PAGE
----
2. One-Time Signatures and Key Refreshing

We begin by describing a simple scheme which achieves a much weaker notion of security.

Definition 2 (One-Time Signature) A signature scheme {(G,S,V)} is a {(t,\epsilon)}-secure one-time signature scheme if for every algorithm {A} of complexity at mot {t}, there is probability {\leq \epsilon} that {A}, given a public key and one-time access to a signing oracle, produces a valid signature of a message different from the one sent to the signing oracle.

We describe a scheme due to Leslie Lamport that is based on one-way function.

Theorem 3 Let {f: \{ 0,1 \}^{n} \rightarrow \{ 0,1 \}^n} be a {(t,\epsilon)} one way function computable in time {r}. Then there is a one-time signature scheme {(G,S,V)} that signs messages of length {\ell} and that is {(t - O(rl),\epsilon \cdot 2\ell)} secure.

A disadvantage of the scheme (besides the fact of being only a one-time signature scheme) is that the length of the signature and of the keys is much bigger than the length of the message: a message of length {\ell} results in a signature of length {\ell \cdot n}, and the public key itself is of length {2\cdot \ell \cdot n}.

Using a collision resistant hash function, however, we can convert a one-time signature scheme that works for short messages into a one-time signature scheme that works for longer messages. (Without significantly affecting key length, and without affecting the signature length at all.)

Theorem 4 Suppose {(G,S,V)} is a {(t,\epsilon)} secure one-time signature scheme for messages of length {\ell}, which has public key length {kl} and signature length {sl}. Suppose also that we have a {(t,\epsilon)} secure family of collision-resistant hash functions {H: \{ 0,1 \}^k \times \{ 0,1 \}^m \rightarrow \{ 0,1 \}^\ell}. Suppose, finally, that {H,G,S} all have running time at most {r}.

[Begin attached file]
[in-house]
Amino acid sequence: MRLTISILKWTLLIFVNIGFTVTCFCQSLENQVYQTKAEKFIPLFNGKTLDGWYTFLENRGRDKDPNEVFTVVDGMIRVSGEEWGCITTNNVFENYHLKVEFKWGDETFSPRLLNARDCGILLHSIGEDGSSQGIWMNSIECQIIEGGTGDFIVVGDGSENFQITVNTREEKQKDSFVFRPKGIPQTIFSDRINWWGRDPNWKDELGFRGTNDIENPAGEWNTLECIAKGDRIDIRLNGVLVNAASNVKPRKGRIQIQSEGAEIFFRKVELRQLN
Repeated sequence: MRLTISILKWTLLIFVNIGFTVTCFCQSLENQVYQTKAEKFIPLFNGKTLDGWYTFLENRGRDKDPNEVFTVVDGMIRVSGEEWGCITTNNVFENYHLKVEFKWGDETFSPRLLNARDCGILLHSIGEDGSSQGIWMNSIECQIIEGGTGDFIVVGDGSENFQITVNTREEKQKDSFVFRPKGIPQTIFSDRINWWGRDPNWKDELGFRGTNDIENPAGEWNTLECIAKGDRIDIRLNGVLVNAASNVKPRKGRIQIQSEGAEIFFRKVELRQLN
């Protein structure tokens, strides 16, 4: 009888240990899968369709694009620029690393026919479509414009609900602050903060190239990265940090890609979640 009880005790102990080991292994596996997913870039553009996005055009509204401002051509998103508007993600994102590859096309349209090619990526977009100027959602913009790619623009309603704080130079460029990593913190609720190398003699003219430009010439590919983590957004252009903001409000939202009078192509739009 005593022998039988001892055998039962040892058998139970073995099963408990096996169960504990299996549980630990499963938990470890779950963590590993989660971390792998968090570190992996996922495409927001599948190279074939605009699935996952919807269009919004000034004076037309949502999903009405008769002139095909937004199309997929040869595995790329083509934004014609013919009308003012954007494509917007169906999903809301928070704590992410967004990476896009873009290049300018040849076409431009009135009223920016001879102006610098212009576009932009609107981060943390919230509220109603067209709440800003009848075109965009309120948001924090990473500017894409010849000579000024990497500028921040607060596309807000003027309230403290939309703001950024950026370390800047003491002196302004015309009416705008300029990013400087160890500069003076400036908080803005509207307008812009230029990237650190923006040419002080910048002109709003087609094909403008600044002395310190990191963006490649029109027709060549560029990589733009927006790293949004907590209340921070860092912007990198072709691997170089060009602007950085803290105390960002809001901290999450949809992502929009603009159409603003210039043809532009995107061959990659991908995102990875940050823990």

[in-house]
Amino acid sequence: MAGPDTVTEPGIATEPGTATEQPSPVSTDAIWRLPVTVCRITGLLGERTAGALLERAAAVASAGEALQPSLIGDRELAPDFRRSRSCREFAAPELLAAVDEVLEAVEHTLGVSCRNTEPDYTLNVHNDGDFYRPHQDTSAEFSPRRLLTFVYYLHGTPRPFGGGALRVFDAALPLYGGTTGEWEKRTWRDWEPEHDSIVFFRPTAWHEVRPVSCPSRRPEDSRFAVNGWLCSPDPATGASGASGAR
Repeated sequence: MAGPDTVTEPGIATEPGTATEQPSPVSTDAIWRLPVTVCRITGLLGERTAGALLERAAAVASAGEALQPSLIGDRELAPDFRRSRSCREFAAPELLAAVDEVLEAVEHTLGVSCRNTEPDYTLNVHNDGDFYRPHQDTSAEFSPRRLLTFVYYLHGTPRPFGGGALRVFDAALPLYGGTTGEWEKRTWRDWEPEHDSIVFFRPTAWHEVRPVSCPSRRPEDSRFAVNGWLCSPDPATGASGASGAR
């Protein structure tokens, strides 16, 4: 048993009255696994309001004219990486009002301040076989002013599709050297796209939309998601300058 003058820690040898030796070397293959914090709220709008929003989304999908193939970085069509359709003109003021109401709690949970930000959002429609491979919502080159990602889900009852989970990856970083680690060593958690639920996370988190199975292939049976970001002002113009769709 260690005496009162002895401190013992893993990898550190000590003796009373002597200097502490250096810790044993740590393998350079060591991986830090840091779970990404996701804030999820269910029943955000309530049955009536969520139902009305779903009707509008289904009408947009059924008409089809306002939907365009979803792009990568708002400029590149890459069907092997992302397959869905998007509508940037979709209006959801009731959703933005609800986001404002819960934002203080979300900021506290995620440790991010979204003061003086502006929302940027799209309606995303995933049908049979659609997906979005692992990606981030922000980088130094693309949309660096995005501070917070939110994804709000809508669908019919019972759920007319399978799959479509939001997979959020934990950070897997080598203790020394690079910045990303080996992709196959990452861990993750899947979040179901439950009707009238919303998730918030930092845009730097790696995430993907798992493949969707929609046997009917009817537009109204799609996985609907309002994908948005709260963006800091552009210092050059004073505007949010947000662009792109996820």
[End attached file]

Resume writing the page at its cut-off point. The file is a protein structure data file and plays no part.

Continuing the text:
Then there exists a {(t-O(r),2\epsilon)} secure one-time signature scheme {(G',S',V')} with public key length {kl+k}, signature length {sl} and which can sign messages of length {m}.

In particular, given a one-way function and a family of collision-resistant hash functions we can construct a one-time signature scheme in which the length of a signature plus the length of the public key is less than the length of messages that can be signed by the scheme.

If {(G,S,V)} is such a one-time signature scheme, then the following is a stateful scheme that is existentially unforgeable under a chosen message attack.

Initially, the signing algorithm generates a public key/ secret key pair {(pk,sk)}. When it needs to sign the first message {M_1}, it creates a new key pair {(pk_1,sk_1)}, and generates the signature {\sigma_0 := S(sk,M_1||pk_1)}. The signature of {M_1} is the pair {(\sigma_0,pk_1)}. When it, later, signs message {M_2}, the signing algorithm generates a new key pair {(pk_2,sk_2)}, and the signature {\sigma_1 = S(sk_1,M_2||pk_2)}. The signature of {M_2} is the sequence

\displaystyle  M_1,pk_1,\sigma_0,pk_2,\sigma_1

and so on. Of course it is rather absurd to have a signature scheme in which the signature of the 100th message contains in its entirety the previously signed 100 messages along with their signatures, but this scheme gives an example of the important paradigm of key refreshing, which will be more productively employed next time.